Eye Diseases

Eye diseases can be a major problem for any horse owner. They are also the most dangerous horse diseases for humans. A horse with bad eyes can get spooked easily and lash out at people they know. Horses with eye diseases are also dangerous to ride.

Knowing about the diseases that affect horse eyes and how to spot them is a great way to protect your horse and yourself.

All About Horse Eye Diseases

Well-maintained eyes are a big part of maintaining horse health. There are many eye diseases that affect them. Some are hereditary or congenital. Others are brought on by sickness, environment and other factors. Some of the congenital diseases include the eyelid dividing into two, the eye not developing fully or the eyelids being stuck shut. The last two are a little more serious and sometimes can”t be fixed.

Other horse eye diseases have to do with the nerves. Spasms of the eyelids are just one of these. Drooping eyelids (also called ptosis) are another problem linked to the nervous system. It”s usually seen in the upper lid and is usually a side effect of paralysis in the face. It can also sometimes be caused by a spasm of the sphincter muscle, which closes the lid or an inflammation of their upper lid.

Inflammation of horse eyes is caused several different things. One cause can be a defect in the horse”s eye. Another cause can be an eye injury caused by objects or chemicals the horse came across. Once it”s diagnosed, you can tell what caused it by checking for any wounds near the eye and checking their food supply and environment for anything that might have bothered them. If there is nothing to suggest these are the causes, it”s most likely a genetic defect. Knowing what caused the problem will help to treat it.

Another problem that affects horse eyes is sty. Sty is also known as a boil in the eyelid and is also classified as an inflammation. The inflammation ends up forming into a firm, round object near the margin of the horse”s lid. It will usually burst in about four or five days. There are different ways of making it heal more quickly, which your vet can tell you about.

Entropion, also called inversion/eversion of the eyelid, is another disease your horse can come down with. Usually, this happens when a horse”s eyes have been wounded. Entropion can also be caused by ulcers, tumors, skin diseases and other factors. This can be one of the more serious eye diseases, because it usually means surgery.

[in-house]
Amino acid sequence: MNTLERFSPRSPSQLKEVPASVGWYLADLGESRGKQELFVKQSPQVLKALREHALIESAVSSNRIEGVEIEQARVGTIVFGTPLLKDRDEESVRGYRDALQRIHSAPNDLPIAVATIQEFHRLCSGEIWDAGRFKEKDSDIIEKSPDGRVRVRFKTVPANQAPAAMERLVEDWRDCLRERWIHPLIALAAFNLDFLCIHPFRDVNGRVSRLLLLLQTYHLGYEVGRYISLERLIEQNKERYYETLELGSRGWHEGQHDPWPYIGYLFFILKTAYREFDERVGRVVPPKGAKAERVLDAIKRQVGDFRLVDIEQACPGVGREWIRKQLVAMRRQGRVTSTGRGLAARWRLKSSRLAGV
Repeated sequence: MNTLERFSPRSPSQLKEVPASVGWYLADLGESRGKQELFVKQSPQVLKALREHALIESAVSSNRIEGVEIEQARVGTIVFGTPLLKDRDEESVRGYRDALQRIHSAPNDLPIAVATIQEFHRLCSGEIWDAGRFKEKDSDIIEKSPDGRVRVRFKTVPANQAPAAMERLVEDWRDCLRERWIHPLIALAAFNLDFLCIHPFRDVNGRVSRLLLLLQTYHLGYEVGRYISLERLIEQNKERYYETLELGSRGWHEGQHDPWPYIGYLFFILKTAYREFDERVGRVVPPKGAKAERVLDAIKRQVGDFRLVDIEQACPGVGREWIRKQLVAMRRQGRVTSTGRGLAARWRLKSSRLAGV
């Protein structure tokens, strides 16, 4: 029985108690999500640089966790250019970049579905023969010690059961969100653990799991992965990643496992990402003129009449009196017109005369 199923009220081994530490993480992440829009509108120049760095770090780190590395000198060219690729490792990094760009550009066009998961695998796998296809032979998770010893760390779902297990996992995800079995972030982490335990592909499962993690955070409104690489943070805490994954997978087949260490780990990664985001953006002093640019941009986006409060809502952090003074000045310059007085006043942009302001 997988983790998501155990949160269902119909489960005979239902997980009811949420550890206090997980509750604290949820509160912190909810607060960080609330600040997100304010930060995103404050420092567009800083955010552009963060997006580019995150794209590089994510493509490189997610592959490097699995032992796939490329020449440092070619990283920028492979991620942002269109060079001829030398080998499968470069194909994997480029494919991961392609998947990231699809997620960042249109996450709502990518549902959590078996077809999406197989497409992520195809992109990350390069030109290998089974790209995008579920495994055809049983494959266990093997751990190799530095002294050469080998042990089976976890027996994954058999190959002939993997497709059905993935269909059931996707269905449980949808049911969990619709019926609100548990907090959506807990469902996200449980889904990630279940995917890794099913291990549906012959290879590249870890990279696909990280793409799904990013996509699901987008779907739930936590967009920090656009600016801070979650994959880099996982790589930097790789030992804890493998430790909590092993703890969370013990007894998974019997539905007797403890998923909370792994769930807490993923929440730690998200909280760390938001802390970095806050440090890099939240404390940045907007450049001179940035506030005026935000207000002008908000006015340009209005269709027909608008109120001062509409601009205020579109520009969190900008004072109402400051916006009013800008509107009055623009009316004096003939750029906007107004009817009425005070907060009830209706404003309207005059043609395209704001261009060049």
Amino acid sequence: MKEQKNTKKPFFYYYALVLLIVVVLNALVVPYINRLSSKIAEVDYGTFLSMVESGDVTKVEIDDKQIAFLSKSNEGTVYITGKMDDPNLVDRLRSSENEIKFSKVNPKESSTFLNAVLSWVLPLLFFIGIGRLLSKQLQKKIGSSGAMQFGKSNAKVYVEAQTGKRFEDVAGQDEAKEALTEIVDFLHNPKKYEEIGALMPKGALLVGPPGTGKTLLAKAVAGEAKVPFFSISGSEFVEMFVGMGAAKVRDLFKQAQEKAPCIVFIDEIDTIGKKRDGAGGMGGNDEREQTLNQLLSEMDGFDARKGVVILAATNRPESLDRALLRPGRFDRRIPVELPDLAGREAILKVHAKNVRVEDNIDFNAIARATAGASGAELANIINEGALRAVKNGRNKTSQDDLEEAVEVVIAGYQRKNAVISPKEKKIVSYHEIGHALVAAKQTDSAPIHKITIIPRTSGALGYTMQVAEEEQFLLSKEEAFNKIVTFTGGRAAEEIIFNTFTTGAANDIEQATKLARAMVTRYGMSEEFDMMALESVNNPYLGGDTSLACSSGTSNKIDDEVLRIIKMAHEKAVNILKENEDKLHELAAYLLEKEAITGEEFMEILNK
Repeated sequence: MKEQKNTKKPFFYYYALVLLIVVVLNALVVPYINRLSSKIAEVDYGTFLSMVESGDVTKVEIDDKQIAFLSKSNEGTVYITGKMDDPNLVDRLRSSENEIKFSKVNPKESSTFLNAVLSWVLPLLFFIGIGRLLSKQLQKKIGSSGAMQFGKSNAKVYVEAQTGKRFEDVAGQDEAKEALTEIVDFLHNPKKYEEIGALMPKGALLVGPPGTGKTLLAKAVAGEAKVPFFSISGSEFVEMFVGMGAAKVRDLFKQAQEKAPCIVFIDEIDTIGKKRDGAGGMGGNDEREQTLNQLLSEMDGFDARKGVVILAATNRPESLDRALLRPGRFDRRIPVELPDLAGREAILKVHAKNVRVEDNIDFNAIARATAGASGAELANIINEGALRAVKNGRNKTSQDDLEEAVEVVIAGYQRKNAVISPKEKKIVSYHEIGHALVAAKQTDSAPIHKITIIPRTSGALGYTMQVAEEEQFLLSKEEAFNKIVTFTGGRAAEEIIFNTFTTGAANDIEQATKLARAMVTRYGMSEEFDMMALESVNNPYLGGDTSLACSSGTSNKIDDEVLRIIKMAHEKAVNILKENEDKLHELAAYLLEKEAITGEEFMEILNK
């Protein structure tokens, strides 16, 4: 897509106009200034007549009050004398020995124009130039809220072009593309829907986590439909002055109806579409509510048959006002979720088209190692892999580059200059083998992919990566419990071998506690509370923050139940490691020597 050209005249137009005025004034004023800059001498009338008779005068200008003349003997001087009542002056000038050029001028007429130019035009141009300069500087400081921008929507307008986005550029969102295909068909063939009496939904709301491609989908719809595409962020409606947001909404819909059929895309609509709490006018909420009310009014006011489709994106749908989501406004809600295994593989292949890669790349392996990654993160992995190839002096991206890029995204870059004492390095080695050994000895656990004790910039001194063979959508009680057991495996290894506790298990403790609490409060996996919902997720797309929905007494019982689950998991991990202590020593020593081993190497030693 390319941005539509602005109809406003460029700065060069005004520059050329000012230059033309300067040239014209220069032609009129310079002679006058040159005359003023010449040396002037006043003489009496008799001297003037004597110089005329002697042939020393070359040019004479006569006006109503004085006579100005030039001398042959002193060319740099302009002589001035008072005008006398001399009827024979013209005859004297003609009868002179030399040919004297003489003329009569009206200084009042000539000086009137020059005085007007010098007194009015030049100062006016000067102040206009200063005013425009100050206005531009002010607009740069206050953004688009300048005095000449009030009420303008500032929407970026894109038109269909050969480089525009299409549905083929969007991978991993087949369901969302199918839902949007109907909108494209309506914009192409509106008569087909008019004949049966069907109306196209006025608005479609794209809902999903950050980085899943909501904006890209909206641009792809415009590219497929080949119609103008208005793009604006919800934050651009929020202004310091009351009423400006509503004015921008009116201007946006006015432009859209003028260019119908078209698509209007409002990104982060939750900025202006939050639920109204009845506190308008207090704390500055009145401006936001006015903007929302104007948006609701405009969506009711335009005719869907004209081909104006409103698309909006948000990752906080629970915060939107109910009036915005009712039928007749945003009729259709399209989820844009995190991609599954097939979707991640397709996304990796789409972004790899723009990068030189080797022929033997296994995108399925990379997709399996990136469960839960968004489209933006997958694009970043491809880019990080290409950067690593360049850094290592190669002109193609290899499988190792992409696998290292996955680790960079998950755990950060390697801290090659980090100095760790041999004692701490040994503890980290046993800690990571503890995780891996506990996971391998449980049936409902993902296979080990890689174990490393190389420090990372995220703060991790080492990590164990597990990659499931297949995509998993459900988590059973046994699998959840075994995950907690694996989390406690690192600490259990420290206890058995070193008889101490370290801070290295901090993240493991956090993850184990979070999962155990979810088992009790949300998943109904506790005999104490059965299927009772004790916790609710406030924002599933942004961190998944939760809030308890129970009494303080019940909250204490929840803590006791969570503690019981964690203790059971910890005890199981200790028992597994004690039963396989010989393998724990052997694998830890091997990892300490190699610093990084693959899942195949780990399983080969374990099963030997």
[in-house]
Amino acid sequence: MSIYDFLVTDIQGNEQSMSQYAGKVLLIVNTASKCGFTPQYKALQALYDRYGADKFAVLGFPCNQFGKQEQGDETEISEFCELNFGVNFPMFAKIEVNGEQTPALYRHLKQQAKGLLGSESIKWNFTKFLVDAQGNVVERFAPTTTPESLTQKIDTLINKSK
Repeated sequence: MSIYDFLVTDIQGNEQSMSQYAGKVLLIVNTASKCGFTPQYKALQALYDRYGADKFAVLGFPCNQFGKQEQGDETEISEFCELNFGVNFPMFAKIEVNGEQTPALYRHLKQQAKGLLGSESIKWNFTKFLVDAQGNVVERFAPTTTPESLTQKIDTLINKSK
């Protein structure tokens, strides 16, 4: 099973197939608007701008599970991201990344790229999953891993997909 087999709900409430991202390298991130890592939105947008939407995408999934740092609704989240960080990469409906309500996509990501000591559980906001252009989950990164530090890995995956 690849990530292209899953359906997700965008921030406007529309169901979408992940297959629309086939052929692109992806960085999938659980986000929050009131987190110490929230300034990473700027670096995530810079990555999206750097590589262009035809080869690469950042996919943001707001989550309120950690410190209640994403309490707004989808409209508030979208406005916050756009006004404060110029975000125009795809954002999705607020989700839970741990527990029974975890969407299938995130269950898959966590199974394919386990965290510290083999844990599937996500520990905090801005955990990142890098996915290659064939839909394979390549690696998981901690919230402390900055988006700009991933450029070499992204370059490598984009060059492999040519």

Growths are also common eye diseases. The eyelids are a favorite spot for tumors and warts to form, so the eyelids need to be checked for any unusual growths pretty often. This is especially important when there are tumors, because they can end up spreading elsewhere. Removing these growths is usually pretty quick and is sometimes followed by applying different medications to the area. Other diseases include torn eyelids, conjunctivitis (an inflammation of the outer part of the eye), cloudiness of the cornea and moon-blindness.

Signs of Eye Diseases

Finding problems early can help save your horse”s vision and make treatment easier. If horse eyes are cloudy, have no transparency or are opaque, there is likely a problem. Redness of the eyes, swelling and stiff lids are also a sign of different eye diseases. It”s a good idea to check a horse”s eyelashes to make sure they”re all facing outward. Sometimes, the lash is turned toward the eye and is causing irritation.

Tears are another sign of eye diseases. If they run down the side of the cheek, there could be a problem because tears normally move toward the nose. Also look out for dilated pupils, any changes in your horse”s step and reaction to things. A horse with eye problems will take higher steps to try and avoid stumbling over things. It”s usually best to have a vet look over the horse to figure out exactly where the problem liew.


Law, J., F.R.C.V.S; et al (2007). Diseases of the Eye. Retrieved March 8, 2008, from from the Project Gutenberg Web site: http://www.gutenberg.org/files/23403/23403-h/23403-h.htm#Page_274.